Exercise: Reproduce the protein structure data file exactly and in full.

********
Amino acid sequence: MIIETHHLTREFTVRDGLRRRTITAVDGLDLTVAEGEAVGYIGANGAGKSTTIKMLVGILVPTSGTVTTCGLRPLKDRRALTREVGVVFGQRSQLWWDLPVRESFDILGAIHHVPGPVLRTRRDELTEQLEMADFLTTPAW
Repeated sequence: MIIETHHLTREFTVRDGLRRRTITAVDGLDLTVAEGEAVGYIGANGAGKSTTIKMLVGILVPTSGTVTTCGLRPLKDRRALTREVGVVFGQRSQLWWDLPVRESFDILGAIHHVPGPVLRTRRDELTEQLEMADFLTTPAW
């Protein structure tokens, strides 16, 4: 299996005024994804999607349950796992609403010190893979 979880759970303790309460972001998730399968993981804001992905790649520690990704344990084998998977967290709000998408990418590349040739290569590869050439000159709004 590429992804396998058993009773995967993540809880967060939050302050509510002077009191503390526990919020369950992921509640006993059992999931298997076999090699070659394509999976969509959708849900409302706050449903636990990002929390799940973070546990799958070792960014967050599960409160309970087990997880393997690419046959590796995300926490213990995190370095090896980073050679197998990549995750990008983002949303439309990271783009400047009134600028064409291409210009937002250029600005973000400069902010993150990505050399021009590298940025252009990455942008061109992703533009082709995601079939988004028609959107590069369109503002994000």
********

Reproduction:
Amino acid sequence: MIIETHHLTREFTVRDGLRRRTITAVDGLDLTVAEGEAVGYIGANGAGKSTTIKMLVGILVPTSGTVTTCGLRPLKDRRALTREVGVVFGQRSQLWWDLPVRESFDILGAIHHVPGPVLRTRRDELTEQLEMADFLTTPAW
Repeated sequence: MIIETHHLTREFTVRDGLRRRTITAVDGLDLTVAEGEAVGYIGANGAGKSTTIKMLVGILVPTSGTVTTCGLRPLKDRRALTREVGVVFGQRSQLWWDLPVRESFDILGAIHHVPGPVLRTRRDELTEQLEMADFLTTPAW
């Protein structure tokens, strides 16, 4: 299996005024994804999607349950796992609403010190893979 979880759970303790309460972001998730399968993981804001992905790649520690990704344990084998998977967290709000998408990418590349040739290569590869050439000159709004 590429992804396998058993009773995967993540809880967060939050302050509510002077009191503390526990919020369950992921509640006993059992999931298997076999090699070659394509999976969509959708849900409302706050449903636990990002929390799940973070546990799958070792960014967050599960409160309970087990997880393997690419046959590796995300926490213990995190370095090896980073050679197998990549995750990008983002949303439309990271783009400047009134600028064409291409210009937002250029600005973000400069902010993150990505050399021009590298940025252009990455942008061109992703533009082709995601079939988004028609959107590069369109503002994000």